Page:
Kang Younghill, the Pioneer of Asian American Literature

Portrait of Younghill Kang. Image from www.corbisimages.com
Portrait of Kang Younghill. Image from www.corbisimages.com

Kang Younghill was the first Korean-American writer and a pioneer of Asian American literature in the United States. Most acclaimed for his novels The Grass Roof and East Goes West, he carries the title “the father of Korean American literature.”[i] Born in Hamkyeong Province in northern Korea in 1898, Kang was educated in the Confucian tradition and later attended missionary schools.[ii] As a child, he showed exceptional intellectual promise in both Korean and Chinese classics. He graduated from Youngsaing School established by a Canadian Presbyterian missionary D.M. Macrae. When Korea was formally declared annexed by the Japanese government, Kang was forced to leave his hometown and traveled to Seoul in search of further education. In 1919, he was imprisoned by the Japanese government due to his involvement with the March 1st Independent movement, a nonviolent protest against the oppressive regime. In his autobiography, he reported that 50,000 Koreans were imprisoned and 7000 were killed.[iii] From 1920, Kang started assisting Mrs. H.H. Underwood in translating John Bunyan’s work into Korean. During this time, he also attempted to defect from Korea through Siberia but failed due to Japanese agents’ vigilant watch.[iv]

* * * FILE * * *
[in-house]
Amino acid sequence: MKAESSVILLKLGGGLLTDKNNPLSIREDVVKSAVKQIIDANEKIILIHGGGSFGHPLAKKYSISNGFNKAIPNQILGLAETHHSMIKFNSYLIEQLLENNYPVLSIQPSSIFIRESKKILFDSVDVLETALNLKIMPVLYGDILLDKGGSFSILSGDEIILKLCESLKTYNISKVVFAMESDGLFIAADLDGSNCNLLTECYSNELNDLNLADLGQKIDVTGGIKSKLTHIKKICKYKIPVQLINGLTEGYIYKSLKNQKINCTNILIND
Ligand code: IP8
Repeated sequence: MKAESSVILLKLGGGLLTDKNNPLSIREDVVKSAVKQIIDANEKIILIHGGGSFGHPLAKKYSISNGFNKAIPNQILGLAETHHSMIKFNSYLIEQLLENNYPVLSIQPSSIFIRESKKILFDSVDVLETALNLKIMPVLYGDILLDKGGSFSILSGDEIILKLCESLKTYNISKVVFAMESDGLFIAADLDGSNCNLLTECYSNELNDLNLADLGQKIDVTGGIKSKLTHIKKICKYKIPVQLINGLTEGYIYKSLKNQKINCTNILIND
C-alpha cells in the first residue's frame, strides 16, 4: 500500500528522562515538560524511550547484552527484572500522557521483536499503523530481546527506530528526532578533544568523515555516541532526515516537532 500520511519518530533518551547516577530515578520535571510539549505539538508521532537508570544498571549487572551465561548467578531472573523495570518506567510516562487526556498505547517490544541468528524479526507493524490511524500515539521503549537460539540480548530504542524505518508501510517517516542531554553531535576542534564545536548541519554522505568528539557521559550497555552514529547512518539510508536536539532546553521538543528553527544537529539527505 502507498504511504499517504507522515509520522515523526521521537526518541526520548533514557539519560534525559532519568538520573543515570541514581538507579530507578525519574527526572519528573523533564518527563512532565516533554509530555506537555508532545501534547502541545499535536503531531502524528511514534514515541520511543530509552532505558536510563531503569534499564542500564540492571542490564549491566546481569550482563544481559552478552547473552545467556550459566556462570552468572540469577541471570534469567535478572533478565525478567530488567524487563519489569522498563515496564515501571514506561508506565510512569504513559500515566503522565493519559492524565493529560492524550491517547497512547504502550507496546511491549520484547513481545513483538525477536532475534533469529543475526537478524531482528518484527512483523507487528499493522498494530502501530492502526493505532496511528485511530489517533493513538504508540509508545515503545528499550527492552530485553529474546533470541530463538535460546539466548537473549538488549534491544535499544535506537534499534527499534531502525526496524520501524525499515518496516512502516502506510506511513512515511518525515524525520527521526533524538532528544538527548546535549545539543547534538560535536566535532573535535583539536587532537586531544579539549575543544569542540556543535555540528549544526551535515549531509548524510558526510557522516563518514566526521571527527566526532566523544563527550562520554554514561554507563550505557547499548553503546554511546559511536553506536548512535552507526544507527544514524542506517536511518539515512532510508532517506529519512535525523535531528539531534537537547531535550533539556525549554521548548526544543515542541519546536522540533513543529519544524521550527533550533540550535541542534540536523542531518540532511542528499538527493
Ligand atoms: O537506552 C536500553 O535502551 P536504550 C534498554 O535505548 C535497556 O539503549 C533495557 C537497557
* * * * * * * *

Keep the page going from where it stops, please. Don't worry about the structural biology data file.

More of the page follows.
In 1921, through the aid and recommendation of a missionary, Kang sailed to San Francisco, arriving with only four dollars in his pocket. Kang initially wanted to become a physician, and received his Bachelor of Science at Boston University in 1925. Kang was a prodigious and curious reader, and ceaselessly read English, Korean, and Japanese texts during this time. He later wrote that he chose the field of science because he deemed it most serviceable to society, but he found himself discontent and unhappy in the laboratory. The only subject that gave relief and delight to him was literature and poetry.[v] Soon after graduating from Boston University, he decided to pursue a full-time writing career and obtained his Masters in English Literature at Harvard University in 1927. While taking classes at both Boston University and Harvard, he worked at numerous jobs to support himself. In 1929, he married Frances Stacy Keely, a Wellesley graduate and an American poet who encouraged Kang to write in English.

The title page of Grass Roof, 1932.
The title page of Grass Roof, 1932.

He became an editor for Encyclopedia Britannica and taught English Literature at New York University while working on his autobiography The Grass Roof. Thomas Wolfe, whom Kang befriended while at New York University, was impressed after reading parts of the book and took it to his own editor at Scribner’s. Soon after in 1931, Kang’s first book The Grass Roof was published. The Grass Roof is an autobiography of his life and the political situation of his time— the first part consists of his childhood and a vivid depiction of the Japanese annexation. The second part includes delineation of his immigration experience and issues he had concerning his identity. The book was translated into more than ten languages and received international approbation— his contemporaries such as Pearl Buck and Herbert George Wells particularly admired the book. In addition to his most prominent work, he translated Korean literature into English and wrote numerous book reviews in the New York Times on Asian culture. In 1933, he published a children’s book The Happy Grove based on his early life. That same year, Kang received a Guggenheim Fellowship in Creative Literature and travelled to Germany and Italy between 1933 and 1935.